His first season as Braves manager, the team finished with a 69-93 record...good enough for 6th place in the division. His second season as Braves manager, the 66-94 record brought another 6th place finish. The next two seasons the Braves finished over .500 only once, and never placed higher than 4th in the division. After four seasons, he was fired.
The person I'm talking about is Bobby Cox.
Yes the same Bobby Cox who then went to Toronto and turned the Blue Jays into a perennial winner during the 80s and 90s. The same Bobby Cox who was named NL Manager of the Year in 1985 as the Blue Jays Skipper. The same Bobby Cox who returned to the scene of his early crimes in Atlanta, and managed the Braves during their most successful era ever.
Bobby Cox - dubbed one of the greatest baseball managers of all time - who managed MLB clubs for eight seasons before he ever guided a team to the playoffs, and who didn't win a world series title until his fourteenth season as a manager.
So maybe the "Fire Fredi" chants are a bit premature, you think?
In his first four years as a manager, Fredi Gonzalez was suffering with the Florida Marlins during their "market correction/rebuilding" years. Yet, he managed a .497 winning percentage, and nearly got the Marlins a wild card berth in 2009. He was fired less than halfway through the 2010 season.
In Bobby Cox's first four years as a manager, he only compiled a .457 winning percentage, and his teams never finished higher than 4th.
Fredi Gonzalez took over a Braves team that had missed the playoffs four of the last five seasons. He brought them within one game of making the playoffs in 2011, despite fighting a seemingly insurmountable number of injuries throughout the season.
Yes, the 2011 September collapse was dreadful...but is Gonzalez to blame for it? Were any of the players grumbling about where they hit in the lineup or about a lack of playing time? Was Gonzalez the one who gave up late inning runs during games that the Braves should have won? Was it Gonzalez who scheduled the final series of the year against the Phillies, who were playing their best ball of the season at the time?
In short, Fredi is not to blame for the Braves failures last September. He was never out-managed by an opposing manager, and he didn't make any drastic moves that caused the late season free-fall. It just happened, as these things sometimes do.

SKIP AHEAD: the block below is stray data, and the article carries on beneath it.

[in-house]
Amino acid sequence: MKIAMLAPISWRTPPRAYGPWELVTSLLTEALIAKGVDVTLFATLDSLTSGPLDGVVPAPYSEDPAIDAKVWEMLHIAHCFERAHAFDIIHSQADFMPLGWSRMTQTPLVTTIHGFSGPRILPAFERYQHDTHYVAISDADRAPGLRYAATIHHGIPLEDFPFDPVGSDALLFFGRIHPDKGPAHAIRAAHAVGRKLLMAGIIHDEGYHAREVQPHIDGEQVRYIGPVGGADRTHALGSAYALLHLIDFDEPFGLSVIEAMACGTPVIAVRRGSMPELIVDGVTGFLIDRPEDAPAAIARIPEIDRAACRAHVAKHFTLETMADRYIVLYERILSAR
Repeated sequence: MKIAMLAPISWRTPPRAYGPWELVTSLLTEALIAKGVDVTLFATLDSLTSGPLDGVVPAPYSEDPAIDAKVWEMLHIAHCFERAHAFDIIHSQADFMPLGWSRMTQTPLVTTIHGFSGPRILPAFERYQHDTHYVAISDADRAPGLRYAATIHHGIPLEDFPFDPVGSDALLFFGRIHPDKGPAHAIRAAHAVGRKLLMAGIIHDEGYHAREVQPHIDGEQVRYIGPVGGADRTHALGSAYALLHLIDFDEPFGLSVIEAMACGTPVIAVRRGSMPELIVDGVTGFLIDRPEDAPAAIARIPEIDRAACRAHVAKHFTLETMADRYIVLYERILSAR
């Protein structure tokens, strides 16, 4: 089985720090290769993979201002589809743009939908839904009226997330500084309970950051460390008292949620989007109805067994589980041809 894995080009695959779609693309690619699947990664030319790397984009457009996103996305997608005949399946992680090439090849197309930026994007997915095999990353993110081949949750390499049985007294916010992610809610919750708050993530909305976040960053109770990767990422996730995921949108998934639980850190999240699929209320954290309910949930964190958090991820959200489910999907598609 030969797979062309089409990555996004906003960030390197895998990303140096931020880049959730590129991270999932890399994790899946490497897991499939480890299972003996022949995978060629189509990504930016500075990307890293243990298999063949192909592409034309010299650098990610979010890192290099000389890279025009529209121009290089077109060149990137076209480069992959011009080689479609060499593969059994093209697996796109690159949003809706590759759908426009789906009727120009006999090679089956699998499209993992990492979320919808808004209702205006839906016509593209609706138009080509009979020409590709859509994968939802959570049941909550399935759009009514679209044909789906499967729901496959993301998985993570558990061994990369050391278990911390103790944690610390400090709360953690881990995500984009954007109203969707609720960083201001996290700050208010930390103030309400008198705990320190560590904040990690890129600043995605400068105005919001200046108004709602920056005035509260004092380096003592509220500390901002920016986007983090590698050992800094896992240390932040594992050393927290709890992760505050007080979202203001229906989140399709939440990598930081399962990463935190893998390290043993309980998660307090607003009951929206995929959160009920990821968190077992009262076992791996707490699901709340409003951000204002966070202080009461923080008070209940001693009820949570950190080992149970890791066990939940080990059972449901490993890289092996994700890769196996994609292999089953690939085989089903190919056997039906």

You can't explain a losing streak anymore than you can explain a winning streak, and it's very easy to give a manager too much credit for one, and too much blame for the other.
The Braves have gotten off to a slow start in 2012, having been swept on the road in New York by a Mets team that isn't projected to do much this season except finish last. Having watched all three games I can say without question, Fredi Gonzalez did nothing to contribute to those losses. He managed the team and put them in a position to win. The players simply didn't perform.
It's true that managers have been fired in the past because of poor performance by good players under his charge, but I think Fredi Gonzalez is a long way away from that. He's a young manager, early in his career, and he's already showing success. This year Fredi has to contend with the retirement of Chipper Jones, who may or may not last the entire season, something that Bobby Cox was able to sidestep.
Braves fans need to relax, and let the memory of Bobby Cox be just that...a memory.
Fredi Gonzalez is never going to be Bobby Cox. True, he comes from the Bobby Cox coaching tree, but he has his own style, his own way of doing things. And I don't think it's a bad way, it's just different. People fear change, it's only natural.
"It's a long season, and you've got to play them one game at a time" the old cliche goes. Keep that in mind, and let Fredi Gonzalez and the Braves play them out.
So if the All-Star break rolls around and the Braves are 9 1/2 games back in the division, just remember, that's where Bobby Cox and the Braves were in 1991. I think that season turned out pretty well.
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